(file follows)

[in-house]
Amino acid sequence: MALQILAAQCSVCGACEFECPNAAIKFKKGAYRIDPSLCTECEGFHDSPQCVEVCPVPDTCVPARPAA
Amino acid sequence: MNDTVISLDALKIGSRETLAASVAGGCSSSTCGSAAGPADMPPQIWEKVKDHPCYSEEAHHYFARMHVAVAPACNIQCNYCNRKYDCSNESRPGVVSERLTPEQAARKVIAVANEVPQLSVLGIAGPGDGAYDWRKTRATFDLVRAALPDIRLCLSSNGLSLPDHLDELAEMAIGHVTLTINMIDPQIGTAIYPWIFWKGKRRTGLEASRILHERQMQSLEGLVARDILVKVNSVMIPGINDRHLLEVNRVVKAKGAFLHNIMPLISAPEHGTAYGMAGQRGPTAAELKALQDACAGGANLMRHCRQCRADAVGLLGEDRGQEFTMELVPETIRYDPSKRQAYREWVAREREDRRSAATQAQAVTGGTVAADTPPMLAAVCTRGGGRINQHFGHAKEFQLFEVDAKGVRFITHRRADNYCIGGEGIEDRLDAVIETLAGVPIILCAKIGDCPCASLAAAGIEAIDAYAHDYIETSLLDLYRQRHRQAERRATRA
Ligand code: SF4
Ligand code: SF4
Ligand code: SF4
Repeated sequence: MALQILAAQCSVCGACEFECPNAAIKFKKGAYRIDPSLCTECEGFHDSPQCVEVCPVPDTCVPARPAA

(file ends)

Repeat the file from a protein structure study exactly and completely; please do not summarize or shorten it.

[in-house]
Amino acid sequence: MALQILAAQCSVCGACEFECPNAAIKFKKGAYRIDPSLCTECEGFHDSPQCVEVCPVPDTCVPARPAA
Amino acid sequence: MNDTVISLDALKIGSRETLAASVAGGCSSSTCGSAAGPADMPPQIWEKVKDHPCYSEEAHHYFARMHVAVAPACNIQCNYCNRKYDCSNESRPGVVSERLTPEQAARKVIAVANEVPQLSVLGIAGPGDGAYDWRKTRATFDLVRAALPDIRLCLSSNGLSLPDHLDELAEMAIGHVTLTINMIDPQIGTAIYPWIFWKGKRRTGLEASRILHERQMQSLEGLVARDILVKVNSVMIPGINDRHLLEVNRVVKAKGAFLHNIMPLISAPEHGTAYGMAGQRGPTAAELKALQDACAGGANLMRHCRQCRADAVGLLGEDRGQEFTMELVPETIRYDPSKRQAYREWVAREREDRRSAATQAQAVTGGTVAADTPPMLAAVCTRGGGRINQHFGHAKEFQLFEVDAKGVRFITHRRADNYCIGGEGIEDRLDAVIETLAGVPIILCAKIGDCPCASLAAAGIEAIDAYAHDYIETSLLDLYRQRHRQAERRATRA
Ligand code: SF4
Ligand code: SF4
Ligand code: SF4
Repeated sequence: MALQILAAQCSVCGACEFECPNAAIKFKKGAYRIDPSLCTECEGFHDSPQCVEVCPVPDTCVPARPAA